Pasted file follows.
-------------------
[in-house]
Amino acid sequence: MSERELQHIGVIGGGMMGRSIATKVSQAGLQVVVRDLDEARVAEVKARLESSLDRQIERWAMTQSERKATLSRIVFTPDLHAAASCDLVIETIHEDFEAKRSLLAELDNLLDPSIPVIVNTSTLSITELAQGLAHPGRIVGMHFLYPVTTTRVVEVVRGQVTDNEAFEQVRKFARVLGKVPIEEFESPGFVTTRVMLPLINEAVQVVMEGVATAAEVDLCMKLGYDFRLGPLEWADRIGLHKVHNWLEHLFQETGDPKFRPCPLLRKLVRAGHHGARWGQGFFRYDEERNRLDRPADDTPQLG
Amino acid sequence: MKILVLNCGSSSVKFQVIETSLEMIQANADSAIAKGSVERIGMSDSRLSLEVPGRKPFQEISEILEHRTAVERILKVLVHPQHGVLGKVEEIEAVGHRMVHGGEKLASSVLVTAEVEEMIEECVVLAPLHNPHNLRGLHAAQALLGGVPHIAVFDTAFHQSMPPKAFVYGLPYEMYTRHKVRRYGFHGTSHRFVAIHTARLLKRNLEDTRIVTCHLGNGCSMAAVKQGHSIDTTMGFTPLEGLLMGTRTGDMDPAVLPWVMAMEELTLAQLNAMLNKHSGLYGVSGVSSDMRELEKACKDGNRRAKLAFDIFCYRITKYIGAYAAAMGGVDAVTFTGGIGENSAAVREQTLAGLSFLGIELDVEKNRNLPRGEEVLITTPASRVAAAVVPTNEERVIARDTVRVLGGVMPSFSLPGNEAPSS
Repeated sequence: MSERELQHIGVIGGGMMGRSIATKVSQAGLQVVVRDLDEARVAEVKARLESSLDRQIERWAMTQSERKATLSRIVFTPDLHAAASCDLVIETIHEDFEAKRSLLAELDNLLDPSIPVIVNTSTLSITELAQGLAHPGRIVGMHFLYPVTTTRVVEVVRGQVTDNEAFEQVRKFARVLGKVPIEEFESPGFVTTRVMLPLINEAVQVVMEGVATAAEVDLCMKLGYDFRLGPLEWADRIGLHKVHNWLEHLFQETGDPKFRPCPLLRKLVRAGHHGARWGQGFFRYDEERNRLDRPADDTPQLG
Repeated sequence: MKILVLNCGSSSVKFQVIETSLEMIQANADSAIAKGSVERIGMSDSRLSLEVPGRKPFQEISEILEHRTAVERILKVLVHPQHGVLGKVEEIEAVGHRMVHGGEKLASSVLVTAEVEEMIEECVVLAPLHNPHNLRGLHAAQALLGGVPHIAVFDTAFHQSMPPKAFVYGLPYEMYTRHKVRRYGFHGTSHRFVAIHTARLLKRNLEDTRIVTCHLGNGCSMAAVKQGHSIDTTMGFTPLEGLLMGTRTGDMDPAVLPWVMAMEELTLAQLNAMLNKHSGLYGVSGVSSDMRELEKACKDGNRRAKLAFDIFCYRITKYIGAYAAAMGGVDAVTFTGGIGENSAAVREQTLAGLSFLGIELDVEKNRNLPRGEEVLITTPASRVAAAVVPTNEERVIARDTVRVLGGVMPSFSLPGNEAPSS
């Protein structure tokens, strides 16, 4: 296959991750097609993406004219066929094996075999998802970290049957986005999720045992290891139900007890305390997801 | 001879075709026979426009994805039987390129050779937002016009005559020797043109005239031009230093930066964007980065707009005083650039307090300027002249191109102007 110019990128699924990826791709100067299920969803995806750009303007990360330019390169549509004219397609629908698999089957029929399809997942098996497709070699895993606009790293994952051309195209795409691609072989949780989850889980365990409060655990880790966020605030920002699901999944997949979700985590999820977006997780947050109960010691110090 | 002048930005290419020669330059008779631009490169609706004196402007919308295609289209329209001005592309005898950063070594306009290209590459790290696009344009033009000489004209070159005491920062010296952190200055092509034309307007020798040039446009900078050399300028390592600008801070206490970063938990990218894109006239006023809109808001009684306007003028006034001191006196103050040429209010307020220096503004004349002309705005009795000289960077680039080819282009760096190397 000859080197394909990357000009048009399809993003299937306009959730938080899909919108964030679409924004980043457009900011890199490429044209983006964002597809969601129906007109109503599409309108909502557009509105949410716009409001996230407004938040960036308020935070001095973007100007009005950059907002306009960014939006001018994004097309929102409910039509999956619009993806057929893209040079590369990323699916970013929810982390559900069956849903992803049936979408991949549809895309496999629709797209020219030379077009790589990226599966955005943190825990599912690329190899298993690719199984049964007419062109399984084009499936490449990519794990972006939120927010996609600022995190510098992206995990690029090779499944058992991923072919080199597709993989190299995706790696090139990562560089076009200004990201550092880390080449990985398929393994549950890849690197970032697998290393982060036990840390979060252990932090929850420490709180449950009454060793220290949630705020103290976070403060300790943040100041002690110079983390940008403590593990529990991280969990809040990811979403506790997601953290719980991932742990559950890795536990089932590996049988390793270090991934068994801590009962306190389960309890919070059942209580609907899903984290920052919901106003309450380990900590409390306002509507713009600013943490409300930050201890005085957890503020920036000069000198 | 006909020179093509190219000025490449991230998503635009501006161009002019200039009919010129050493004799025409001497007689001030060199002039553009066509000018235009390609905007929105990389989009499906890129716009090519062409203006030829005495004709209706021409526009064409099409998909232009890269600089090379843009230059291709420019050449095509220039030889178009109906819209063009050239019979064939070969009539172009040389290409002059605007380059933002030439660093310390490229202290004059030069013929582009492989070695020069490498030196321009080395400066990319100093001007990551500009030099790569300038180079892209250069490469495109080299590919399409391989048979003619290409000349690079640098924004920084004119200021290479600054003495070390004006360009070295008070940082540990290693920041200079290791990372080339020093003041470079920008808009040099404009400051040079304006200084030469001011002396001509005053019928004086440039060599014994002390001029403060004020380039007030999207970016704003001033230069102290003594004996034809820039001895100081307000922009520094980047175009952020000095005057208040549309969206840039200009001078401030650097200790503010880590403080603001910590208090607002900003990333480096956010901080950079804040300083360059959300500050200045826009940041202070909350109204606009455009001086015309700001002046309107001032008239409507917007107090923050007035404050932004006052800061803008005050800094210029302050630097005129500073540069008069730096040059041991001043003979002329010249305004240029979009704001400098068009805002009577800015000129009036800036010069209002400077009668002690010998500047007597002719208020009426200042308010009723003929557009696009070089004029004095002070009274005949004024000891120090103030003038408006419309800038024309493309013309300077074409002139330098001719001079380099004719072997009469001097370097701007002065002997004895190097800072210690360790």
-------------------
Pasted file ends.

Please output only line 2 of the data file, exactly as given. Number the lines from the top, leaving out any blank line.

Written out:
Amino acid sequence: MSERELQHIGVIGGGMMGRSIATKVSQAGLQVVVRDLDEARVAEVKARLESSLDRQIERWAMTQSERKATLSRIVFTPDLHAAASCDLVIETIHEDFEAKRSLLAELDNLLDPSIPVIVNTSTLSITELAQGLAHPGRIVGMHFLYPVTTTRVVEVVRGQVTDNEAFEQVRKFARVLGKVPIEEFESPGFVTTRVMLPLINEAVQVVMEGVATAAEVDLCMKLGYDFRLGPLEWADRIGLHKVHNWLEHLFQETGDPKFRPCPLLRKLVRAGHHGARWGQGFFRYDEERNRLDRPADDTPQLG